A unit of information in encoded mode consists of two bytes. The first byte specifies the number of consecutive pixels to be drawn using the color index contained in the second byte. The first byte of the pair can be set to zero to indicate an escape that denotes the end of a line, the end of the bitmap, or a delta. The interpretation of the escape depends on the value of the second byte of the pair, which must be in the range 0x00 through 0x02. Following are the meanings of the escape values that can be used in the second byte:

0 - End of line.
1 - End of bitmap.
2 - Delta. The two bytes following the escape contain unsigned values indicating the horizontal and vertical offsets of the next pixel from the current position.

Absolute Mode

Absolute mode is signaled by the first byte in the pair being set to zero and the second byte to a value between 0x03 and 0xFF. The second byte represents the number of bytes that follow, each of which contains the color index of a single pixel. Each run must be aligned on a word boundary. Following is an example of an 8-bit RLE bitmap (the two-digit hexadecimal values in the second column represent a color index for a single pixel):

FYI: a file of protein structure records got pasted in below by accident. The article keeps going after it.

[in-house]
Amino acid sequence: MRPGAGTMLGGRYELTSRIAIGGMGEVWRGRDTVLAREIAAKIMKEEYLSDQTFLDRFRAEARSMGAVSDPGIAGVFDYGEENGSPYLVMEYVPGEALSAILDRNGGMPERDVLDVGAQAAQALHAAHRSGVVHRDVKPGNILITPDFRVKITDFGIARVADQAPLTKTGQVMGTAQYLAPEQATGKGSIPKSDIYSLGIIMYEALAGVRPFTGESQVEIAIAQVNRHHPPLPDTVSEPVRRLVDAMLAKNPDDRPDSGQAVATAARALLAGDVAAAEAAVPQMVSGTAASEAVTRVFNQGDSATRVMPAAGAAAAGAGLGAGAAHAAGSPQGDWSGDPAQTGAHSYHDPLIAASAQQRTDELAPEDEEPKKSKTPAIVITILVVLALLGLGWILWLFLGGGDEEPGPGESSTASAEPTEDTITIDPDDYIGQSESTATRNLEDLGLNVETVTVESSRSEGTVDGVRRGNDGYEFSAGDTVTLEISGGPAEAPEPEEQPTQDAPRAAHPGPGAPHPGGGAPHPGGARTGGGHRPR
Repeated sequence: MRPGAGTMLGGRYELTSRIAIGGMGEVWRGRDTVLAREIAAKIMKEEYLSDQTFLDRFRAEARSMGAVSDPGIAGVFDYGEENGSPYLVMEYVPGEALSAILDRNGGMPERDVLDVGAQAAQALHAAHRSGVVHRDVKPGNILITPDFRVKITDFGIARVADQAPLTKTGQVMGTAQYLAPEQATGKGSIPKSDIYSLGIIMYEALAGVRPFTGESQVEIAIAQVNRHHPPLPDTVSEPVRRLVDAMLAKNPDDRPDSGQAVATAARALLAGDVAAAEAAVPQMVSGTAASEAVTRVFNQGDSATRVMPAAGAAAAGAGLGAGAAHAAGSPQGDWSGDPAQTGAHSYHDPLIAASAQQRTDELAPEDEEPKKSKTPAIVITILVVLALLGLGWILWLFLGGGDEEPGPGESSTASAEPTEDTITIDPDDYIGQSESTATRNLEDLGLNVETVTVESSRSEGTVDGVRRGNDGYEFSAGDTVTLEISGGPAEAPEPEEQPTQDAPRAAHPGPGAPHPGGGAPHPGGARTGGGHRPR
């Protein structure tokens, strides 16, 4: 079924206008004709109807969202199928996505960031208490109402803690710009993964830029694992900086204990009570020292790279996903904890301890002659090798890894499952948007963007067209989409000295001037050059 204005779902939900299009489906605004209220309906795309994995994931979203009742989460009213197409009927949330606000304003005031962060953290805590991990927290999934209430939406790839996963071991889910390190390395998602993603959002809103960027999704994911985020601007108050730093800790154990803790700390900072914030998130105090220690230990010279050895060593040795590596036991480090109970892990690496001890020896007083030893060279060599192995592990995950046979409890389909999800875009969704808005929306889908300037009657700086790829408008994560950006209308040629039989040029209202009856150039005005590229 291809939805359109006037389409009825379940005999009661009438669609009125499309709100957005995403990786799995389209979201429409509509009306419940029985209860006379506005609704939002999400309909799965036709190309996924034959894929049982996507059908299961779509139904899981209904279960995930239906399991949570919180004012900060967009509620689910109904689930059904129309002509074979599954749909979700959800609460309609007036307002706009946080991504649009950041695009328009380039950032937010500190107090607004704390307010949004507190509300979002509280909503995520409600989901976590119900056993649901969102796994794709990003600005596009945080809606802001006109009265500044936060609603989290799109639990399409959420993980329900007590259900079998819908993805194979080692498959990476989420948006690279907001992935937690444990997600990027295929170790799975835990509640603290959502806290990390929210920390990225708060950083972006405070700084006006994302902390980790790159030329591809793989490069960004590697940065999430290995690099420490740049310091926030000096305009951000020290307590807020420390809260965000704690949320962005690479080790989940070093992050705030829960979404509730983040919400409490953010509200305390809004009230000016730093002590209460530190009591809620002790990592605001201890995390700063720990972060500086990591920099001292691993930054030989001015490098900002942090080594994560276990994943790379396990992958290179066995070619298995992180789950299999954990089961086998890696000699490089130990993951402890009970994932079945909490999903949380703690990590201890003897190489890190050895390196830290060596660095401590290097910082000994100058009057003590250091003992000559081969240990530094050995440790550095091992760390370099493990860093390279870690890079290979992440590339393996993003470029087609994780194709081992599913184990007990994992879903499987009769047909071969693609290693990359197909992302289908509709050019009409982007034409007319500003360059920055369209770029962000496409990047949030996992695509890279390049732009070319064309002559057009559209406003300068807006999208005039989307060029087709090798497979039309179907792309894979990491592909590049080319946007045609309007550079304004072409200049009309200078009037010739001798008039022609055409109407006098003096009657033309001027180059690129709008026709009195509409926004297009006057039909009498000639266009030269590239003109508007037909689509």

Compressed data - Expanded data

03 04 04 04 04
05 06 06 06 06 06 06
00 03 45 56 67 00 45 56 67
02 78 78 78
00 02 05 01 Move 5 right and 1 down
02 78 78 78
00 00 End of line
09 1E 1E 1E 1E 1E 1E 1E 1E 1E 1E
00 01 End of RLE bitmap

Compression of 4-Bits-per-Pixel Bitmaps

When the biCompression member of the BITMAPINFOHEADER structure is set to BI_RLE4, the DIB is compressed using a run-length encoded format for a 16-color bitmap. This format uses two modes: encoded mode and absolute mode.

Encoded Mode

A unit of information in encoded mode consists of two bytes. The first byte of the pair contains the number of pixels to be drawn using the color indexes in the second byte.

The second byte contains two color indexes, one in its high-order nibble (that is, its low-order 4 bits) and one in its low-order nibble.

The first pixel is drawn using the color specified by the high-order nibble, the second is drawn using the color in the low-order nibble, the third is drawn with the color in the high-order nibble, and so on, until all the pixels specified by the first byte have been drawn.